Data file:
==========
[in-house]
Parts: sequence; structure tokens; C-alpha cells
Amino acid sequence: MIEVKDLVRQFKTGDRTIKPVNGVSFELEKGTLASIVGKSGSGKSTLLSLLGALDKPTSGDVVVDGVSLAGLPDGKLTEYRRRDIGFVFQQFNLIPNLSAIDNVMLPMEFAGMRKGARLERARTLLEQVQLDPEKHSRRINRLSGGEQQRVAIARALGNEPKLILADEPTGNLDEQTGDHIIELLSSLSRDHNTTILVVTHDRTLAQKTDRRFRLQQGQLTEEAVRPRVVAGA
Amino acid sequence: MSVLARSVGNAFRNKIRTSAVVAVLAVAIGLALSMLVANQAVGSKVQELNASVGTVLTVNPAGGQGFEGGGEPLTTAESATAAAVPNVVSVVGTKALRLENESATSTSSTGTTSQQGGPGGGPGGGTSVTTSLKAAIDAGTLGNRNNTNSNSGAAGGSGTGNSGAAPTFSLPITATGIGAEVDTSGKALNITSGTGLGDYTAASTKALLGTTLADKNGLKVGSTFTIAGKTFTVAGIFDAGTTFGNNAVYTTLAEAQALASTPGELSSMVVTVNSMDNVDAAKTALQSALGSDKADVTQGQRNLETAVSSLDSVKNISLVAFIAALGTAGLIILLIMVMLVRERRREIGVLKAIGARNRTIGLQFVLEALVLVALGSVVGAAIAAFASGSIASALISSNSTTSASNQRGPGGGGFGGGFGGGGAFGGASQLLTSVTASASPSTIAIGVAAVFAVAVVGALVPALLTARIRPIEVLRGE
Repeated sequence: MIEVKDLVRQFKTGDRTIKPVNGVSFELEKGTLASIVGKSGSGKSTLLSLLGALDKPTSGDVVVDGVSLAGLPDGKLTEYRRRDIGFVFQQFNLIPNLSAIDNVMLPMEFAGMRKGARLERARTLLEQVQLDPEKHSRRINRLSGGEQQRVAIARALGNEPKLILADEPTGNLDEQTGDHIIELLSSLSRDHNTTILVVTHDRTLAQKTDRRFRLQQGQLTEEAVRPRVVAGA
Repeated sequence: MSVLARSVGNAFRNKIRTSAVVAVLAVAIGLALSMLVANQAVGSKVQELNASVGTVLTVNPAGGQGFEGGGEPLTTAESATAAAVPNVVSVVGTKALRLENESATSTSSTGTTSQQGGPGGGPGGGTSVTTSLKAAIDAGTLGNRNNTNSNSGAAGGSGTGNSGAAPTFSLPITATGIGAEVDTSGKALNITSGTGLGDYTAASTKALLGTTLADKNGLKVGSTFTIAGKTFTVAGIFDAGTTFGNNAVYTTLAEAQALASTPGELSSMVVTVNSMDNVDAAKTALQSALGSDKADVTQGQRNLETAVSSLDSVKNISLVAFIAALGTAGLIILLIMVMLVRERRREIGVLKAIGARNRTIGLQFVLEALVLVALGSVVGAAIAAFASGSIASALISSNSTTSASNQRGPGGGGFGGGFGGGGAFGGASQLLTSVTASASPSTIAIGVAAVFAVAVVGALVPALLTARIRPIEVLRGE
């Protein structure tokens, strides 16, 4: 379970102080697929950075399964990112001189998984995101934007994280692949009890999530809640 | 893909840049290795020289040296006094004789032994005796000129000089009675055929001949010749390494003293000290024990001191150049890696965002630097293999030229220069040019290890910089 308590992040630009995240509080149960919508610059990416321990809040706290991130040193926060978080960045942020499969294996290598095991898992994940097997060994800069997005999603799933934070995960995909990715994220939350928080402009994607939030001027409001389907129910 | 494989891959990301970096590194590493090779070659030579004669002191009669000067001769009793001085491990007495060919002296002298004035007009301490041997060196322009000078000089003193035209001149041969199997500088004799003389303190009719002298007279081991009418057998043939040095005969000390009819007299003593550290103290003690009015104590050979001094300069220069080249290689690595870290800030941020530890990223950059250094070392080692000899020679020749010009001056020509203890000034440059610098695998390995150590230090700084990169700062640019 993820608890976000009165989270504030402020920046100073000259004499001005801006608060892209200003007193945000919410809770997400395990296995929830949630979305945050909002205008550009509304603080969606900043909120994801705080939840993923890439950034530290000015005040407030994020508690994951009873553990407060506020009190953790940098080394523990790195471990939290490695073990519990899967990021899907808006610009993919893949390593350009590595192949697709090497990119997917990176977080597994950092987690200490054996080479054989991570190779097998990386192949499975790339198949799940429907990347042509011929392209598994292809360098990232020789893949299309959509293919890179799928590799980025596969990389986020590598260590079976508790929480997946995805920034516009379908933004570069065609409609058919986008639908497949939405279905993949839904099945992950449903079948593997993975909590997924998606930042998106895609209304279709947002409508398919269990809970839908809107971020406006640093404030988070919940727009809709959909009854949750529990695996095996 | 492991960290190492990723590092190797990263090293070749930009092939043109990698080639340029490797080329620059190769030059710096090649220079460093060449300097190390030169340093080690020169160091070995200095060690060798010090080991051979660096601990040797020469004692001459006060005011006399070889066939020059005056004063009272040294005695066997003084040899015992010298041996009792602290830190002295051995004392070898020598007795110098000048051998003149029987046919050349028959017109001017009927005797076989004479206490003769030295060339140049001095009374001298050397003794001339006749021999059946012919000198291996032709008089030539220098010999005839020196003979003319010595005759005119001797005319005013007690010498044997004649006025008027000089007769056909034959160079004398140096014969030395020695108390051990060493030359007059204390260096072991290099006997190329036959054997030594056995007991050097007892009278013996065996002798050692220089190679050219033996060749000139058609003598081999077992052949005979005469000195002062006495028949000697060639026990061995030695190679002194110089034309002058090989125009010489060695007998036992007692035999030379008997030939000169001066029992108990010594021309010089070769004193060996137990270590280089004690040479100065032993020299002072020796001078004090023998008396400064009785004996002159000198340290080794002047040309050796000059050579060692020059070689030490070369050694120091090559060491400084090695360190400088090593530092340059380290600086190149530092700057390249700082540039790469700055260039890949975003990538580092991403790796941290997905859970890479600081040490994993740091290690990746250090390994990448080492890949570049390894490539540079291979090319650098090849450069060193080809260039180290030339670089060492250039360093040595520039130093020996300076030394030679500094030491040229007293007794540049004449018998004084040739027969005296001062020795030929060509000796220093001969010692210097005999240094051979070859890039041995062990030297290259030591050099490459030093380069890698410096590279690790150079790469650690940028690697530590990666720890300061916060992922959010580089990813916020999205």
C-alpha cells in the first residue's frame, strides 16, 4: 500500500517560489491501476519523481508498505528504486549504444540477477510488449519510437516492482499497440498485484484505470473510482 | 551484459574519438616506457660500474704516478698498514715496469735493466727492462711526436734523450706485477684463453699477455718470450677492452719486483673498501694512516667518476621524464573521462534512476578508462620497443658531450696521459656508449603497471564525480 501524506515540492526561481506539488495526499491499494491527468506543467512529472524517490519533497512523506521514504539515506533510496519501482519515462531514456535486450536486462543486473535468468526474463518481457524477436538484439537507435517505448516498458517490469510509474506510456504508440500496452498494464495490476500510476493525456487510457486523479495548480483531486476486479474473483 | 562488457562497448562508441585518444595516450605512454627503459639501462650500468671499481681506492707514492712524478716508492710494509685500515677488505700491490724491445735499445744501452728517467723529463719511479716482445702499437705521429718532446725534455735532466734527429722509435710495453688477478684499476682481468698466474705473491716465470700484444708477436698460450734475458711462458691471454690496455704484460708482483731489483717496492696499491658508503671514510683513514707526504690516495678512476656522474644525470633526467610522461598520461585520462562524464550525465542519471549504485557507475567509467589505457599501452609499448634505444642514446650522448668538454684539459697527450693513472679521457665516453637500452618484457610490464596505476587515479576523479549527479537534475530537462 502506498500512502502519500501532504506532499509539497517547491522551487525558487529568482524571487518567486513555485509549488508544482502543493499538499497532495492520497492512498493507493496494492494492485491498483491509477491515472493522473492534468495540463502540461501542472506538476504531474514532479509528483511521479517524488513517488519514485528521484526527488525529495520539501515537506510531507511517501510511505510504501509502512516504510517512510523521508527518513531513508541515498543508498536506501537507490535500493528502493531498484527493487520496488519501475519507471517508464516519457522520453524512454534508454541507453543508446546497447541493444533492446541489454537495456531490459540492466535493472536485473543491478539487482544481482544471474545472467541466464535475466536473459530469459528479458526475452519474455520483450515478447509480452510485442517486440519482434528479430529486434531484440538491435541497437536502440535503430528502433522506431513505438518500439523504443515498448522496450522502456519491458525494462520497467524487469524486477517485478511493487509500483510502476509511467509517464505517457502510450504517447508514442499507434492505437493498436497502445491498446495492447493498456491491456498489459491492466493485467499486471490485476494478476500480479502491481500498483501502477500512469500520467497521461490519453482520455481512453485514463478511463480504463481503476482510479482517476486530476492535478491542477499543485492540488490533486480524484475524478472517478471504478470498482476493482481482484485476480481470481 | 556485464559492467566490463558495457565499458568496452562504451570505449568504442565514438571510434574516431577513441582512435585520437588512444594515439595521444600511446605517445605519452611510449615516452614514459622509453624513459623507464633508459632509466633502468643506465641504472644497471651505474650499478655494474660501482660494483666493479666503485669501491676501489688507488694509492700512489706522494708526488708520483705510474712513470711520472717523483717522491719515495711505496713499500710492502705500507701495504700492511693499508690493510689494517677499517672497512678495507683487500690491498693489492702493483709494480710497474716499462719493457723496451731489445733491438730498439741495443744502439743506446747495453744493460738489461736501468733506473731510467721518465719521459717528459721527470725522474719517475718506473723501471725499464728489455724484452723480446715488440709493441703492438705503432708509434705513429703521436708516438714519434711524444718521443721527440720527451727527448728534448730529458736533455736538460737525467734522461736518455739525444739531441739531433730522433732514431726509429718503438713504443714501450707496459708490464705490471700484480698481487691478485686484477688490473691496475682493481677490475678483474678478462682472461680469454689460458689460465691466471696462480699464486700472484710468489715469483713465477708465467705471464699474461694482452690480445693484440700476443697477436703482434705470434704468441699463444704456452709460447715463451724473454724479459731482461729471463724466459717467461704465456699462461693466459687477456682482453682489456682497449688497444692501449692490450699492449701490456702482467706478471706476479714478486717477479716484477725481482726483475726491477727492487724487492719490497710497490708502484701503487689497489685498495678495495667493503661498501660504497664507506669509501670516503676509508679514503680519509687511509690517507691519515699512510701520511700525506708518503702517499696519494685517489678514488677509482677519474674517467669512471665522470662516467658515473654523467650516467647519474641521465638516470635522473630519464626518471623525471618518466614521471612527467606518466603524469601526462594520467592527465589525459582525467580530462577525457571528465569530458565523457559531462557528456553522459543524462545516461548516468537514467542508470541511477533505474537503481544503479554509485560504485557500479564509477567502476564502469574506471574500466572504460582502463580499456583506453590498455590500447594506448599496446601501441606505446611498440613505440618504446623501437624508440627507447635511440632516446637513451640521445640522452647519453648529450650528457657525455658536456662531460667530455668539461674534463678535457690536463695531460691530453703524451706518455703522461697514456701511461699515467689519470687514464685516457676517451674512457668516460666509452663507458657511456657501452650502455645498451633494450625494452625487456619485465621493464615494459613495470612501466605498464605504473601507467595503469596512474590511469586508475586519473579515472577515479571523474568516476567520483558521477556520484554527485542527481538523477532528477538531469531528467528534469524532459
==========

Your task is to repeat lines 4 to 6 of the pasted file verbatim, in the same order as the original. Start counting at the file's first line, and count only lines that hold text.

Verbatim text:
Amino acid sequence: MSVLARSVGNAFRNKIRTSAVVAVLAVAIGLALSMLVANQAVGSKVQELNASVGTVLTVNPAGGQGFEGGGEPLTTAESATAAAVPNVVSVVGTKALRLENESATSTSSTGTTSQQGGPGGGPGGGTSVTTSLKAAIDAGTLGNRNNTNSNSGAAGGSGTGNSGAAPTFSLPITATGIGAEVDTSGKALNITSGTGLGDYTAASTKALLGTTLADKNGLKVGSTFTIAGKTFTVAGIFDAGTTFGNNAVYTTLAEAQALASTPGELSSMVVTVNSMDNVDAAKTALQSALGSDKADVTQGQRNLETAVSSLDSVKNISLVAFIAALGTAGLIILLIMVMLVRERRREIGVLKAIGARNRTIGLQFVLEALVLVALGSVVGAAIAAFASGSIASALISSNSTTSASNQRGPGGGGFGGGFGGGGAFGGASQLLTSVTASASPSTIAIGVAAVFAVAVVGALVPALLTARIRPIEVLRGE
Repeated sequence: MIEVKDLVRQFKTGDRTIKPVNGVSFELEKGTLASIVGKSGSGKSTLLSLLGALDKPTSGDVVVDGVSLAGLPDGKLTEYRRRDIGFVFQQFNLIPNLSAIDNVMLPMEFAGMRKGARLERARTLLEQVQLDPEKHSRRINRLSGGEQQRVAIARALGNEPKLILADEPTGNLDEQTGDHIIELLSSLSRDHNTTILVVTHDRTLAQKTDRRFRLQQGQLTEEAVRPRVVAGA
Repeated sequence: MSVLARSVGNAFRNKIRTSAVVAVLAVAIGLALSMLVANQAVGSKVQELNASVGTVLTVNPAGGQGFEGGGEPLTTAESATAAAVPNVVSVVGTKALRLENESATSTSSTGTTSQQGGPGGGPGGGTSVTTSLKAAIDAGTLGNRNNTNSNSGAAGGSGTGNSGAAPTFSLPITATGIGAEVDTSGKALNITSGTGLGDYTAASTKALLGTTLADKNGLKVGSTFTIAGKTFTVAGIFDAGTTFGNNAVYTTLAEAQALASTPGELSSMVVTVNSMDNVDAAKTALQSALGSDKADVTQGQRNLETAVSSLDSVKNISLVAFIAALGTAGLIILLIMVMLVRERRREIGVLKAIGARNRTIGLQFVLEALVLVALGSVVGAAIAAFASGSIASALISSNSTTSASNQRGPGGGGFGGGFGGGGAFGGASQLLTSVTASASPSTIAIGVAAVFAVAVVGALVPALLTARIRPIEVLRGE